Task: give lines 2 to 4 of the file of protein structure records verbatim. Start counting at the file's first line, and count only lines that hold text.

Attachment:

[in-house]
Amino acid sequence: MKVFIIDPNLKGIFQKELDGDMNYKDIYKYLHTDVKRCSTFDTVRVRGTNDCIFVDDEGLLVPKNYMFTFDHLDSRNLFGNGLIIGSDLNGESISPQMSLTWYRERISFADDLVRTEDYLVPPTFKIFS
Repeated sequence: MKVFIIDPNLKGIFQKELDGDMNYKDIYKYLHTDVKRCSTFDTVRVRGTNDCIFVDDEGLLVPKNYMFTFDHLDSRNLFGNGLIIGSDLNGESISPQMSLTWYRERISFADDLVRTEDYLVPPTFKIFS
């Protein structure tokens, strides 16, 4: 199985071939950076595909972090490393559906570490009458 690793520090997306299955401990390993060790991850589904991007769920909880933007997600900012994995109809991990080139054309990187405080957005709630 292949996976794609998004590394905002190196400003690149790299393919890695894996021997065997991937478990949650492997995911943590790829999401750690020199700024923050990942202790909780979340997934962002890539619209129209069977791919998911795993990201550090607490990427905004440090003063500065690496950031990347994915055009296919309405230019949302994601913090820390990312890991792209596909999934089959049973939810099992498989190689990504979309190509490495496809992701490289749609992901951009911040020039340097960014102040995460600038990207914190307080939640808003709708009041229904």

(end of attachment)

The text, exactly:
Amino acid sequence: MKVFIIDPNLKGIFQKELDGDMNYKDIYKYLHTDVKRCSTFDTVRVRGTNDCIFVDDEGLLVPKNYMFTFDHLDSRNLFGNGLIIGSDLNGESISPQMSLTWYRERISFADDLVRTEDYLVPPTFKIFS
Repeated sequence: MKVFIIDPNLKGIFQKELDGDMNYKDIYKYLHTDVKRCSTFDTVRVRGTNDCIFVDDEGLLVPKNYMFTFDHLDSRNLFGNGLIIGSDLNGESISPQMSLTWYRERISFADDLVRTEDYLVPPTFKIFS
């Protein structure tokens, strides 16, 4: 199985071939950076595909972090490393559906570490009458 690793520090997306299955401990390993060790991850589904991007769920909880933007997600900012994995109809991990080139054309990187405080957005709630 292949996976794609998004590394905002190196400003690149790299393919890695894996021997065997991937478990949650492997995911943590790829999401750690020199700024923050990942202790909780979340997934962002890539619209129209069977791919998911795993990201550090607490990427905004440090003063500065690496950031990347994915055009296919309405230019949302994601913090820390990312890991792209596909999934089959049973939810099992498989190689990504979309190509490495496809992701490289749609992901951009911040020039340097960014102040995460600038990207914190307080939640808003709708009041229904």